Michael Lisa (Harmonybites) wrote: "Even though I liked this more than you I think, as reflected in my rating, I think it's a great review because it hints at why some might, and some might not, like these books, ..."
Maybe my approaching historical fiction on monarchs has me looking either for Shakespeare light or a soap opera of manners and morals or social dissection of the classes with an Upstairs-Downstairs scenario. Don't love reading how they are just modernly ruthless or irrelevantly ribald.


message 3: by Lisa (Harmonybites) (last edited May 04, 2013 08:13PM) (new) - rated it 4 stars

Lisa (Harmonybites) Michael wrote: "Maybe my approaching historical fiction on monarchs has me looking either for Shakespeare light or a soap opera of manners and morals or social dissection of the classes with an Upstairs-Downstairs scenario. Don't love reading how they are just modernly ruthless or irrelevantly ribald. "

Hmmm--I thought actually both books did well in depicting a rather alien mindset that befits a different time and that tends to be my touchstone for good historical fiction. I think this was mentioned in a review--a professional one? But someone pointed out for instance how in that time being "new" in any sense was not a virtue--it was a point against a man, an idea, a way of doing things and it was nice how Mantel used that.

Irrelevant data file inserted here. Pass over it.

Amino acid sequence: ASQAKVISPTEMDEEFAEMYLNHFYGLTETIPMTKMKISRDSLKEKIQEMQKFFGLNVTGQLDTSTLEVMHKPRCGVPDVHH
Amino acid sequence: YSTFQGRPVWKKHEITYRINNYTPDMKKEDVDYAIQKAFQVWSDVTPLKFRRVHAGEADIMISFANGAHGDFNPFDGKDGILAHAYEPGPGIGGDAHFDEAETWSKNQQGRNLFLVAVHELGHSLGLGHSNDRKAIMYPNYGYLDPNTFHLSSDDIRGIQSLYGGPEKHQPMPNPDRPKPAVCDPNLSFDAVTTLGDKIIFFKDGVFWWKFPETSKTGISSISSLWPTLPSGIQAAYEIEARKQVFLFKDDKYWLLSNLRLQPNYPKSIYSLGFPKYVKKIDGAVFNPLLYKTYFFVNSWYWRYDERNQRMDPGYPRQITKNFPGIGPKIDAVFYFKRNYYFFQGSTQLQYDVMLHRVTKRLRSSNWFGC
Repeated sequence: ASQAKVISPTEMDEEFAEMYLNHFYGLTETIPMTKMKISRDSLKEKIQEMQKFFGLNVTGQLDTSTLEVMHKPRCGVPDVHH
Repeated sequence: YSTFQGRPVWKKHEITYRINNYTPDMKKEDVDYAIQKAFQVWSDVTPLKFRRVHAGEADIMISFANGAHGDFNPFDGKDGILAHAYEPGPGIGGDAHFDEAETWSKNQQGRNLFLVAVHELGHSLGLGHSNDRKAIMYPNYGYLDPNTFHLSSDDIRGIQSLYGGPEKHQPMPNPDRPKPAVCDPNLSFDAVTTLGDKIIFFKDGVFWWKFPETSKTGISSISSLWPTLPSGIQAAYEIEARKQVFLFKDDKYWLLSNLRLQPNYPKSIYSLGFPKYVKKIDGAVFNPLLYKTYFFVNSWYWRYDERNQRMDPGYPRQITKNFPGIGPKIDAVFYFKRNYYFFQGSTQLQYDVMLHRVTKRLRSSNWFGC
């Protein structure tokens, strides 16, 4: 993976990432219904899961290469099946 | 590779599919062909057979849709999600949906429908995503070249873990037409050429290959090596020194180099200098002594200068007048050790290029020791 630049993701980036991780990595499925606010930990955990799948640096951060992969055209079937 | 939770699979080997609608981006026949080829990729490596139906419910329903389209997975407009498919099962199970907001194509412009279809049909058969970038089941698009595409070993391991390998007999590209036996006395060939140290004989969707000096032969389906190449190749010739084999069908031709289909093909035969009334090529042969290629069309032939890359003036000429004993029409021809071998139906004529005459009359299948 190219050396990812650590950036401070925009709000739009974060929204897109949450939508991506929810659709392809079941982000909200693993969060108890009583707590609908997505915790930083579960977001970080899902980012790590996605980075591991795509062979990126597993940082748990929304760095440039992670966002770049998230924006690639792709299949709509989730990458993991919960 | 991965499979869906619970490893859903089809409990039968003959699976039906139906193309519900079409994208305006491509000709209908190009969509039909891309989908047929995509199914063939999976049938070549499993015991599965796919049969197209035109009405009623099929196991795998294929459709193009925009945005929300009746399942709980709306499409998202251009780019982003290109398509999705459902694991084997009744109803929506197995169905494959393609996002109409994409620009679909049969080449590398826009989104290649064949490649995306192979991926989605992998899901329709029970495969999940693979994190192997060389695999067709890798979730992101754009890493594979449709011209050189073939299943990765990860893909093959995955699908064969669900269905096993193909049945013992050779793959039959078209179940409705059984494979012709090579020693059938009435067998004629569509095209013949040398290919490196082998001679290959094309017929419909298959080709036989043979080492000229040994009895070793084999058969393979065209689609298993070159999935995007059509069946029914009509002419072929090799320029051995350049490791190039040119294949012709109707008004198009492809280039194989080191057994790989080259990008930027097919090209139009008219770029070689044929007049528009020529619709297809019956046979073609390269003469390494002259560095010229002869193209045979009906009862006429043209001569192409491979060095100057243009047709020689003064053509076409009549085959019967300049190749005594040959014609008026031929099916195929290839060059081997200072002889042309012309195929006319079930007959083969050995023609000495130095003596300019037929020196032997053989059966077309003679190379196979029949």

But I'd agree this Cromwell doesn't have the grandeur or nobility you'd find in many Shakespearean characters--although you know, Shakespeare had ruthless (Richard III) and ribald (the Porter say in Macbeth) characters too.


message 4: by Lynne (last edited May 06, 2013 02:04AM) (new) - added it

Lynne King This book was recommended to me Michael and my husband insisted I purchase it, for after all this is one of those books that has received a prize and so it has to be excellent.

I love Cromwell, I love the Tudor period and I started this book with anticipation. It bored me to death, it was very slow and I hated it. I am obviously a literary heathen but I'm an indvidual and I have choice. Well so everyone tells me!


Michael Lynne wrote: "...I started this book with anticipation. It bored me to death, it was very slow and I hated it. I am obviously a literary heathen but I'm an indvidual and I have choice. Well so everyone tells me! ..."

I can see the brilliant parts of the Cromwell books. My stars relate to how much I enjoyed reading them. And how much I would recommend the book to friends. The Booker Prize folks have their reasons. The quotes taking up real estate in the review are good enough to sway some toward wishing honor. I am glad we can together push for more excellence while rooting for promising writers to reach for the gold, to become the chef of a masterpiece. Its a hard job but someone has to do it--go Mantel!


Florence (Lefty) MacIntosh You did save the best for last:) There is a lot of depth written into her characters, must give her that. Loved Wolf Hall, wait-listed 4 months to get this, read about 80 pages & just couldn't keep going. That is so rare with me - I couldn't bring myself to admit I 'abandoned' it, so it's sitting in a new shelf I created just for it - called 'back-burnered'. The quotes you've noted do encourage to pick it up again. Sometime...Great review as always - thanks Michael.